reachability to the network.
If edge-router1 fails then 2001:DB8::1/128 will be immediately removed
from the IGP. The preferred prefix for 2001:DB8:1000::/48 with a
next-hop of 2001:DB8::1 will remain a valid bgp route and will continue
to be the best path because 2001:DB8::1 is reachable through the pull-up
route 2001:DB8::/32. Traffic will get blackholed for up to three
minutes (BGP default hold time) until the BGP prefix 2001:DB8:1000::/48
with a protocol next-hop of 2001:DB8::1 times out. Only then will
traffic get forwarded to the next best path for 2001:DB8:1000::/48 with
a protocol next-hop of 2001:DB8::2.
If instead the loopbacks of the edge routers (or any BGP protocol
next-hop addresses) are not part of the 2001:DB8::/32 aggregate, and
there is no aggregate that covers the edge router loopbacks, then
convergence will be much quicker. Assume that edge-router1 is using
2001:408::1 and edge-router2 is using 2001:408::2, and the only pull-up
route is 2001:DB8::/32. In this case once edge-router1 fails, the IGP
will detect it and remove 2001:408::1/128 from the IGP. This will
invalidate the preferred path to 201:DB8:1000::/48 with a protocol
next-hop of 2001:408:1 as there will be no route to the next hop (or
even a less specific of this address). Once the path is invalidated,
then the next best path to 2001:DB8:1000::/48 with a protocol next-hop
of 2001:408::2 will be declared best. Convergence times will be on the
order of magnitude of the IGP failure detection and path re-calculation,
typically less than one second.
| Core Router |static route
| |2001:DB8::/32 discard
/ /----------------------------\ \
| | | |
|Core Router|static route |Core Router|static route
| |2001:DB8::/32 discard | |2001:DB8::/32 discard
| edge-router1 | | edge-router2 |
| 2001:DB8::1/128 | | 2001:DB8::2/128 |
\ link1 link2 /
| CPE |
Internal Infrastructure Security Considerations
Internal infrastructure could be numbered out of space that is not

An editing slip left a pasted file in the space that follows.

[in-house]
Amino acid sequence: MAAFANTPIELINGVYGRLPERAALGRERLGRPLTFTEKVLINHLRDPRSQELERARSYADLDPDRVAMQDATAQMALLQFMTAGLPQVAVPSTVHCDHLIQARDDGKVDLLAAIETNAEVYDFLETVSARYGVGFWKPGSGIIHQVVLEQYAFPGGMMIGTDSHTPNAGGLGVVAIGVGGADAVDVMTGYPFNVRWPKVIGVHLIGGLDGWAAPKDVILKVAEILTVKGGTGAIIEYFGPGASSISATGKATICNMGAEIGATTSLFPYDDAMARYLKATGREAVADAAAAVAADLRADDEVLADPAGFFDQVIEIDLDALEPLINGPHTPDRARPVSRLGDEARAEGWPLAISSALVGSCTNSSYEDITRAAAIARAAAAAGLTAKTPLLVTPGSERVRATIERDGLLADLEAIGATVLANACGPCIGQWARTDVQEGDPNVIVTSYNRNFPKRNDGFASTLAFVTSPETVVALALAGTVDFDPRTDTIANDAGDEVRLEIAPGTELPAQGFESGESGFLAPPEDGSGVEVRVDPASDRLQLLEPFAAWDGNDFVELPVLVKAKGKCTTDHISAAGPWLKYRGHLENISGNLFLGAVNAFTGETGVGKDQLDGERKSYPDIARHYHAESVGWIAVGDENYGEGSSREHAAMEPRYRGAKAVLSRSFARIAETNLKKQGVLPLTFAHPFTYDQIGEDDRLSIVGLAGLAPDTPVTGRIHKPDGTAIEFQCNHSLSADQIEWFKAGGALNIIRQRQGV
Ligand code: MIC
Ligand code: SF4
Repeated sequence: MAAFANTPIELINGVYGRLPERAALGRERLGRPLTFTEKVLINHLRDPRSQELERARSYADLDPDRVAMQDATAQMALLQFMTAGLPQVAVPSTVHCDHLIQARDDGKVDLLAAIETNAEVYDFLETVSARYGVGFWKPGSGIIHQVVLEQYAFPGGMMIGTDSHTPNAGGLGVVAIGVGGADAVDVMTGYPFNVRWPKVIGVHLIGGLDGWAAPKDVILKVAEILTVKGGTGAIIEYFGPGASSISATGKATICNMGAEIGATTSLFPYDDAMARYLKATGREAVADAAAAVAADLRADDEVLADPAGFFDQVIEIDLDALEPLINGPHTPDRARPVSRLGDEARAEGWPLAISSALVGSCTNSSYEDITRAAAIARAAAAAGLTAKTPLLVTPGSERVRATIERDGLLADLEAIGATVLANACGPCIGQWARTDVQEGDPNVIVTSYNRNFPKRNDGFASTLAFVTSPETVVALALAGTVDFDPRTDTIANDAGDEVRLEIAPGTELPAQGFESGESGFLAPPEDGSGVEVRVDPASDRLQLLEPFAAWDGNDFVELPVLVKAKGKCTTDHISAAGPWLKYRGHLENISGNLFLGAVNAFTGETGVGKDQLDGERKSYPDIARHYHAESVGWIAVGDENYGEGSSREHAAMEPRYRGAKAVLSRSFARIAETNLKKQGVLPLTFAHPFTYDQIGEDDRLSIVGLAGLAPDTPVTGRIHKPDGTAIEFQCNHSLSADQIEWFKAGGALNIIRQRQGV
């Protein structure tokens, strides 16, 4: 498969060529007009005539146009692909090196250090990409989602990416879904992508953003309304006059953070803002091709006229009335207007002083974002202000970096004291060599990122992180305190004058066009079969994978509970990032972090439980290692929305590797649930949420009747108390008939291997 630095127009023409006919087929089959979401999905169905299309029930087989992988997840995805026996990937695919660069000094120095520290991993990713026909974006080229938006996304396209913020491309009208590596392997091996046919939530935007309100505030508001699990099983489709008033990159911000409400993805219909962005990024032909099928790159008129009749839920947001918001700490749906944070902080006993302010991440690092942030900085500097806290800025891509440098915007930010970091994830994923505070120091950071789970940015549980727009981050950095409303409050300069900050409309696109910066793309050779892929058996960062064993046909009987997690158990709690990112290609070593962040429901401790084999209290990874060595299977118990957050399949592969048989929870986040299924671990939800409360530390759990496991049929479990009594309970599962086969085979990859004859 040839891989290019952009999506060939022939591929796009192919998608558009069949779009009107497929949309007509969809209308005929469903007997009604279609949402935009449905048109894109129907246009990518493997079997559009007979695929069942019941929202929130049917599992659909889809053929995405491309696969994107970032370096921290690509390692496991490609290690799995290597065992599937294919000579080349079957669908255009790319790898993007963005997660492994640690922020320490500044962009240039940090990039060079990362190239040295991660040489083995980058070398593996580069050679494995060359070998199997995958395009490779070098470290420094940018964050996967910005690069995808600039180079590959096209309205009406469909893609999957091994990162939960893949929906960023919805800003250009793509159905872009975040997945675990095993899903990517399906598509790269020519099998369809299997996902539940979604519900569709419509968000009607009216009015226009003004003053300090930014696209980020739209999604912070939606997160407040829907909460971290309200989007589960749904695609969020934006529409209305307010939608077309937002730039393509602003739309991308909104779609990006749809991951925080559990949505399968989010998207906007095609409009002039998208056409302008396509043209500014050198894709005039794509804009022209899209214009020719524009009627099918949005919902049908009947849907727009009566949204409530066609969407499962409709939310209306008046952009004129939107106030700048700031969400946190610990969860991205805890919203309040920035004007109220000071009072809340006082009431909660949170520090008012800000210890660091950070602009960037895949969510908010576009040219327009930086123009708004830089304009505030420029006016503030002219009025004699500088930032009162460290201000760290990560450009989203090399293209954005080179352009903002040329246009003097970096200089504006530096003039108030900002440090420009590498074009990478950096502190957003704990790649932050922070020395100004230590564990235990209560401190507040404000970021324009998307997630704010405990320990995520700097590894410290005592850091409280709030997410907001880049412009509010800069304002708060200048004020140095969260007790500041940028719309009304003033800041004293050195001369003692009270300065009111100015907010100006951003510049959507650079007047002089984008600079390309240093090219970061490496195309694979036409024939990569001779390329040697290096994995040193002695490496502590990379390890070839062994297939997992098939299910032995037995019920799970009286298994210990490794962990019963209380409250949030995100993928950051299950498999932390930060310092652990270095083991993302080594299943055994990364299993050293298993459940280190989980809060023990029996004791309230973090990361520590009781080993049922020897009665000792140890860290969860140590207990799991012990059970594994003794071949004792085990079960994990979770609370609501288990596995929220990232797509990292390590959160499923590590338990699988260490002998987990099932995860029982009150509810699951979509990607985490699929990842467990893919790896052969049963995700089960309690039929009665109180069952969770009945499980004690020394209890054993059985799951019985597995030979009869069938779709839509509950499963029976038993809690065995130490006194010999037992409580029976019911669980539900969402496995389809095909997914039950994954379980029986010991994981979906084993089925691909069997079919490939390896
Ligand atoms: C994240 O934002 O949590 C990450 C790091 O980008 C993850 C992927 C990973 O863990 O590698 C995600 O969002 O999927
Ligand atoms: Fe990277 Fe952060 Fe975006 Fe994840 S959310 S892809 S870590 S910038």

routed or reachable by the public Internet. This could be used to
secure internal only services in a multi-layered approach by filtering
direct network connections in the forwarding plane, and not routing the
network in the global Internet routing table. Internal services which
could take advantage of these layers of protection include: SNMP
services, iBGP mesh, Out-of-Band management network(s), remote access to
the network devices that make up the network in question. A layered
security approach will help to prevent breaches in security via singular
config management problems. Additionally, having all of the services out
of an aggregate block will simplify the configuration management situation.
In essence, this allows for a two tier approach of protecting
infrastructure, both in the control plane by not routing the network,
and in the forwarding plane by utilizing packet filters which are easily
constructed and managed due to the uniqueness of the internal
Private Address Considerations
Private addresses are not appropriate for a number of reasons. A public
Internet network using private addresses internally may create confusion
if trace routes contain private addresses. Additional problems may
result due to wide spread filtering of private address space. ICMP
messages may get dropped due to such a policy. This can lead to
perceived odd behavior and make troubleshooting difficult.
Additionally, the consequences of accidentally routing private ip space
that is not globally unique, are potentially worse than if you
accidentally announced globally unique space.
DNS for private address space is today provided by blackhole-1.iana.org.
and blackhole-2.iana.org. A provider who wants to maintain forward and
reverse DNS sanity has to hijack those ip addresses to provide
consistent DNS resolution.
This will cause any users who's traffic transits that provider's network
to also get 'inconsistent' answers with respect to the private address
space in question.
For management and troubleshooting purposes, it is important that
infrastructure which provides Internet route reachability be numbered
with addresses that resolve through DNS. Also, global uniqueness of
addressing is important in minimizing renumbering efforts as
organizations (and their networks) merge. RFC 4193 provides for neither
of these needs.
Timetable for implementation: Immediate